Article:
“Riz plays every day and never complains,” said former manager Joe Maddon. “He loves this game and he’ll do whatever you ask to win. He’s a great fielder, hitter, and a good base runner. . . he doesn’t get enough credit for his base running. He’s very instinctive. He’s improved in every aspect of his game and is a complete player.”
The Cubs used several players to man the second base position since 2010 with Ryan Theriot, Darwin Barney, Addison Russell, Javier Baez, and Ben Zobrist among others . . . but Zobrist helped the team flourish in the postseason.
A multi-position phenom most of his career, Zobrist fit in well as the Cubs primary second baseman in 2016-17. During those two years, he averaged 76 runs, 63 RBIs, 26 doubles, 15 homers, and 75 walks while posting a .254/.356/.413 slash line and providing admirable defense.
He was also a veteran leader for many young players and was instrumental in guiding the Cubs to a World Series title, capturing MVP honors in the 2016 Fall Classic when he collected 10 hits and batted .357 in the seven-game Series against the Cleveland Indians.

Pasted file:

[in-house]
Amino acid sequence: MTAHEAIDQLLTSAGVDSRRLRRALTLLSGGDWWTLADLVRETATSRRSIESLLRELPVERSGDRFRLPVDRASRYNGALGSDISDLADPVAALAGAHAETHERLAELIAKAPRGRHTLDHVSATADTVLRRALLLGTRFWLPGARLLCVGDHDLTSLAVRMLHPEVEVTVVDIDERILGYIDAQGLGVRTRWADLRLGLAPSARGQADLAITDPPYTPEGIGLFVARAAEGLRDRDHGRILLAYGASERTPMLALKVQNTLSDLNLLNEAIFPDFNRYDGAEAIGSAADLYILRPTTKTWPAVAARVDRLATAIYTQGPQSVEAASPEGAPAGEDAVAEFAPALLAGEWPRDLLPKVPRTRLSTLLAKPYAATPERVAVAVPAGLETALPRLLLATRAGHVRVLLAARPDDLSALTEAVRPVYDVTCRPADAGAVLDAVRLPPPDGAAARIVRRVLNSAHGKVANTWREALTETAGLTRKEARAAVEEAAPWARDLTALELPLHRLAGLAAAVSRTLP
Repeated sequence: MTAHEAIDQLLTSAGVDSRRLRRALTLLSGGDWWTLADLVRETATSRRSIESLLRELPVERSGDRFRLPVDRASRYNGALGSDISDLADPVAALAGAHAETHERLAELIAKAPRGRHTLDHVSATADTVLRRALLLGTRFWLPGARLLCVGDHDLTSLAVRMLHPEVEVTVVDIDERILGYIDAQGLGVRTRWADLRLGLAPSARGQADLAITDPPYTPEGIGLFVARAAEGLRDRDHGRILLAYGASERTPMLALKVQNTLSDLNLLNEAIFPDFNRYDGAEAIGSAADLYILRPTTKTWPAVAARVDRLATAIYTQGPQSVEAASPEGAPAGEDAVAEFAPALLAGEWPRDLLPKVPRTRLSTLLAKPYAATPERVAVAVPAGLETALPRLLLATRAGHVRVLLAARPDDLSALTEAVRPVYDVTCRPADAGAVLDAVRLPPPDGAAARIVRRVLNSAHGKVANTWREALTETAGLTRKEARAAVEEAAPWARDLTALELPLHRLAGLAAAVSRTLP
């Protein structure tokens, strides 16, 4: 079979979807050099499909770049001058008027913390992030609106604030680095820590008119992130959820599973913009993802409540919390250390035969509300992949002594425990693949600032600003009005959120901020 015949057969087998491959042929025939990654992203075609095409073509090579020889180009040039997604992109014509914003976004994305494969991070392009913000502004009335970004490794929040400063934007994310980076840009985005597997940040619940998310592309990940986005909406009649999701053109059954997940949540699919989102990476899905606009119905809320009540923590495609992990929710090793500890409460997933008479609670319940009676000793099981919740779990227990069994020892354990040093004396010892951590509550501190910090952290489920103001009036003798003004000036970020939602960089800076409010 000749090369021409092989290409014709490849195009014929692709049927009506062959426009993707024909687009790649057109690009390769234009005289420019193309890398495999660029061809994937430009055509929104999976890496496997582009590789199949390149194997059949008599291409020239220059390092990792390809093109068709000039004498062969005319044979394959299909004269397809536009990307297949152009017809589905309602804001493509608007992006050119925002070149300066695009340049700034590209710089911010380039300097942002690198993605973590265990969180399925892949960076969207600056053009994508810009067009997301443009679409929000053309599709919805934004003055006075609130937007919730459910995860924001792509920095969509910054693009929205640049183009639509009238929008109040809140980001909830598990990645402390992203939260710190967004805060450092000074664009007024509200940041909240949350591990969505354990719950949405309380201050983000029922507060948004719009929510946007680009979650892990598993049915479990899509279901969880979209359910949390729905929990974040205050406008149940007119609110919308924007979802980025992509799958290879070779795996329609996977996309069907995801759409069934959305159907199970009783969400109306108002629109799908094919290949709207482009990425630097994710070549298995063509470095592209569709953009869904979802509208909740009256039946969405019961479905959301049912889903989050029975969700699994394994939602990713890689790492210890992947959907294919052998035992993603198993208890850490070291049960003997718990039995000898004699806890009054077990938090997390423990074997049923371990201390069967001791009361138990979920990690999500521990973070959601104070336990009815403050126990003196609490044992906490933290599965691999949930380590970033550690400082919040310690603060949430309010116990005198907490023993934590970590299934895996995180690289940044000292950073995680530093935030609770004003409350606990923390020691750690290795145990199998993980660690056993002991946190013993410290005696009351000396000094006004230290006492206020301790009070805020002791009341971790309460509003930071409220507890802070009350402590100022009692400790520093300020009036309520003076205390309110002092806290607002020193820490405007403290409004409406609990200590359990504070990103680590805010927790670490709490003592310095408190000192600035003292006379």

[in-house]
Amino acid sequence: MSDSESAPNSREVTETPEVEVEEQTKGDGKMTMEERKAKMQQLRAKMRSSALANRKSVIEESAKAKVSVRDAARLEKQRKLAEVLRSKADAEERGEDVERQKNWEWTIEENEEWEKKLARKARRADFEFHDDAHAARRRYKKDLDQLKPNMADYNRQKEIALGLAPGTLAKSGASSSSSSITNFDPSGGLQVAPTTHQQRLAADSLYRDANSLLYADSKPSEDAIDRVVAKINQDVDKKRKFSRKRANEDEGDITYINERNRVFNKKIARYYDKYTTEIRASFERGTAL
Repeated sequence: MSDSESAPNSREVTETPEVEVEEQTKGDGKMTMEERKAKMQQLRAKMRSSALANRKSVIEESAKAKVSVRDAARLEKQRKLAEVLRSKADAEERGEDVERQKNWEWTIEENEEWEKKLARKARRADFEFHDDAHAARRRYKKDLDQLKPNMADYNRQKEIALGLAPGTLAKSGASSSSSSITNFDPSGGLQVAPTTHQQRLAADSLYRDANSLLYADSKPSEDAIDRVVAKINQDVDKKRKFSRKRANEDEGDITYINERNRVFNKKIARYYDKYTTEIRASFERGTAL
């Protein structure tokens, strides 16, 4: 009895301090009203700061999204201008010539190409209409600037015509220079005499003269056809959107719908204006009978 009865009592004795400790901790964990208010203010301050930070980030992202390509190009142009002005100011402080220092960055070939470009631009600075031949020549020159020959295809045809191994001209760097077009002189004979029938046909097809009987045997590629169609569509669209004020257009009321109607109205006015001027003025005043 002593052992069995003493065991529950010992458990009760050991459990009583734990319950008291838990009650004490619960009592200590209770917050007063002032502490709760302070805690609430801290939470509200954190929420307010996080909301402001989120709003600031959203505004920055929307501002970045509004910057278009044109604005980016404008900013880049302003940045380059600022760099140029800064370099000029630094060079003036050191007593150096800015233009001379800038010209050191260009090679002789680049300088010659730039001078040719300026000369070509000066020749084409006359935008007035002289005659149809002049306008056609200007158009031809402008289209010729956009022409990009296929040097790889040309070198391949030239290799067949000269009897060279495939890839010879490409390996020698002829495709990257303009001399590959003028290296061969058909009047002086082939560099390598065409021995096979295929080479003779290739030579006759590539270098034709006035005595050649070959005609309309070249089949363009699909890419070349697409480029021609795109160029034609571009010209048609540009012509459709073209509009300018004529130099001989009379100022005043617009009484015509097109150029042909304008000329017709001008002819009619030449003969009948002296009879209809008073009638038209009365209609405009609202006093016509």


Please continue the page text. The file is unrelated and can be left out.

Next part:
Could there be any other selection other than Kris Bryant? The moment Bryant became a regular in the lineup, the Cubs offense changed. When he gets hot with the bat, the team plays on another level from the offensive side of the game.
During his first five years with the team, he won Rookie of the Year honors in 2015 and the N.L. MVP Award in 2016.
His career numbers at age 27 are .284 BA, .385 OBP, .516 slugging, and .901 OPS. Over a 162-game season, he averages 38 doubles, 32 homers, 92 RBIs, 85 walks, and 112 runs. Bryant’s base running is superb and he ranks as one of the game’s best—he goes from first to third and second to home as well as any player in the majors.